Richmond County, Georgia
Augusta-Richmond County Municipal Building
Location within the U.S. state of Georgia
Georgia's location within the U.S.
|Founded||February 5, 1777|
|Named for||Charles Lennox, 3rd Duke of Richmond|
|• Total||329 sq mi (850 km2)|
|• Land||324 sq mi (840 km2)|
|• Water||4.3 sq mi (11 km2) 1.3%%|
| • Estimate |
|• Density||618/sq mi (239/km2)|
|Time zone||UTC−5 (Eastern)|
|• Summer (DST)||UTC−4 (EDT)|
Following an election in 1995, the city of Augusta (the county seat) consolidated governments with Richmond County. The consolidated entity is known as Augusta-Richmond County, or simply Augusta. Exempt are the cities of Hephzibah and Blythe, in southern Richmond County, which voted to remain separate.
The county is named for Charles Lennox, 3rd Duke of Richmond, a British politician and office-holder sympathetic to the cause of the American colonies. Richmond was also a first cousin to King George III.
Richmond County was established in 1777 by the first Constitution of the (newly independent) State of Georgia. As such, it is one of the original counties of the state. It was formed out of a portion of the colonial Parish of St. Paul, after the Revolution disestablished the Church of England in the (former) Royal Province of Georgia.
The vast majority of Richmond County is located in the Middle Savannah River sub-basin of the Savannah River basin, with just the southwestern corner of the county, from a line running north from Blythe through the middle of Fort Gordon, located in the Brier Creek sub-basin of the Savannah River basin.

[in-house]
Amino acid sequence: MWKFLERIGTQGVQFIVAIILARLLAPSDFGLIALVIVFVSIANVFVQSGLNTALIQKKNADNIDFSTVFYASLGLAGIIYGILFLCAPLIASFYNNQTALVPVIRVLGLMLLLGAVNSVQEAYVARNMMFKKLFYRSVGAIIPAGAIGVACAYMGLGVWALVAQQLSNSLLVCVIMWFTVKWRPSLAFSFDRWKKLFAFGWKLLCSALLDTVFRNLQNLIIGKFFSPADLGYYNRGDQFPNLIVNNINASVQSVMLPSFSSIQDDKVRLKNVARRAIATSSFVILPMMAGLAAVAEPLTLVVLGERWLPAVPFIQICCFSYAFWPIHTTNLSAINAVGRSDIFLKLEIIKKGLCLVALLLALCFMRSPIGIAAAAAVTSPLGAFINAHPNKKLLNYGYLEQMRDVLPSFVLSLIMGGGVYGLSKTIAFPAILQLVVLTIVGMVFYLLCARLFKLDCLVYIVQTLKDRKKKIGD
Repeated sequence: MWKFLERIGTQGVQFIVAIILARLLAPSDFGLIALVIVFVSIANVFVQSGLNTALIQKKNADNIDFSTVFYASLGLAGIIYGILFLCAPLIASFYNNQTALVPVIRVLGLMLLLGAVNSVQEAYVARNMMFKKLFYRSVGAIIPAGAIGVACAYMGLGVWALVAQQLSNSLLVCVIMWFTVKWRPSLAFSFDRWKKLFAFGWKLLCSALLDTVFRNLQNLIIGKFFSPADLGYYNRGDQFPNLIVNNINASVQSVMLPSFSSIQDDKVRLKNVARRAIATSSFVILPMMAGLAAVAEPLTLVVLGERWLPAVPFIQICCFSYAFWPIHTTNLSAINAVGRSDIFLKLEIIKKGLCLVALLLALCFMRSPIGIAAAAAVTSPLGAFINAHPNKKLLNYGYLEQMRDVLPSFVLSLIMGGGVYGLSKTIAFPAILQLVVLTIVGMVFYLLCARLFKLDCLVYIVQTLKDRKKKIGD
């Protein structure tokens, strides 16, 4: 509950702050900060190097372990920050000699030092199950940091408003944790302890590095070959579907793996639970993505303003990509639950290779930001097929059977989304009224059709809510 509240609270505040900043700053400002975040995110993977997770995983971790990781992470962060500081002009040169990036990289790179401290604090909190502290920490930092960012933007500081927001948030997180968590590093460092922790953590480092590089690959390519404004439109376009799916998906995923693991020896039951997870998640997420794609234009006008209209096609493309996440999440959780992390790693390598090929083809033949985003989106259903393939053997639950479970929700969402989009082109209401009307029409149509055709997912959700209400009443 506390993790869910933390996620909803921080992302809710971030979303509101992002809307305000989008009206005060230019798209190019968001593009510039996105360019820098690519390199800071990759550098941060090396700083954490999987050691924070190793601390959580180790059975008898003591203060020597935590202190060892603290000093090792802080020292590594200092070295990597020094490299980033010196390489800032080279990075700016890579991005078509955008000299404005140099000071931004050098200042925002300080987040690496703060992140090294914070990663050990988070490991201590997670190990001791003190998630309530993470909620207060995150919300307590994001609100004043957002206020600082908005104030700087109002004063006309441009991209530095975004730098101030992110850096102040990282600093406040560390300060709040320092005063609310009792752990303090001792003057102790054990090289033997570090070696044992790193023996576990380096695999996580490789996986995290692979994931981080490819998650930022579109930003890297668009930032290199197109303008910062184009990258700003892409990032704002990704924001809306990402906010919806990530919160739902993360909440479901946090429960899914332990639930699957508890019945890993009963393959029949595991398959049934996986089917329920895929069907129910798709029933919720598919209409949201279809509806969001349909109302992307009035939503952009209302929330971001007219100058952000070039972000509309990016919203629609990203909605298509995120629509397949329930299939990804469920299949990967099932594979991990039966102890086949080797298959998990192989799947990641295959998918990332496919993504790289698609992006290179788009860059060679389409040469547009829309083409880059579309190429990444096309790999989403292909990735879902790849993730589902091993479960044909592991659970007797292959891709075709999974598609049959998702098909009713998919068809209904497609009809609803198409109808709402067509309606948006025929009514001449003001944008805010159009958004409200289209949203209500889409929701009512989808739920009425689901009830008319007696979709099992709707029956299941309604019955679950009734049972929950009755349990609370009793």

- Edgefield County, South Carolina (north)
- Aiken County, South Carolina (northeast)
- Burke County (south)
- Jefferson County (southwest)
- McDuffie County (west)
- Columbia County (northwest)
- Interstate 20
- Interstate 520
- U.S. Route 1
- U.S. Route 25
U.S. Route 25 Business
- U.S. Route 78
- U.S. Route 278
- State Route 4
- State Route 10
- State Route 28
- State Route 56
- State Route 56 Spur
- State Route 88
- State Route 104
- State Route 104 Connector
- State Route 121
- State Route 223
- State Route 232
- State Route 383
- State Route 402 (unsigned designation for I-20)
- State Route 415 (unsigned designation for I-520)
- State Route 540 (Fall Line Freeway)
Pedestrians and cycling
- Augusta Canal Historic Trail
- New Bartram Trail
- Phinizy Swamp Constructed Wetlands Trail
- River Levee Trail
- Riverwalk Augusta Trail
|U.S. Decennial Census|
As of the 2010 United States Census, there were 200,549 people, 76,924 households, and 48,641 families residing in the county. The population density was 618.4 inhabitants per square mile (238.8/km2). There were 86,331 housing units at an average density of 266.2 per square mile (102.8/km2). The racial makeup of the county was 54.2% black or African American, 39.7% white, 1.7% Asian, 0.3% American Indian, 0.2% Pacific islander, 1.3% from other races, and 2.6% from two or more races. Those of Hispanic or Latino origin made up 4.1% of the population. In terms of ancestry, 8.0% were American, 7.0% were Irish, 6.7% were German, and 5.3% were English.
Of the 76,924 households, 33.6% had children under the age of 18 living with them, 35.6% were married couples living together, 22.6% had a female householder with no husband present, 36.8% were non-families, and 30.4% of all households were made up of individuals. The average household size was 2.47 and the average family size was 3.09. The median age was 33.2 years.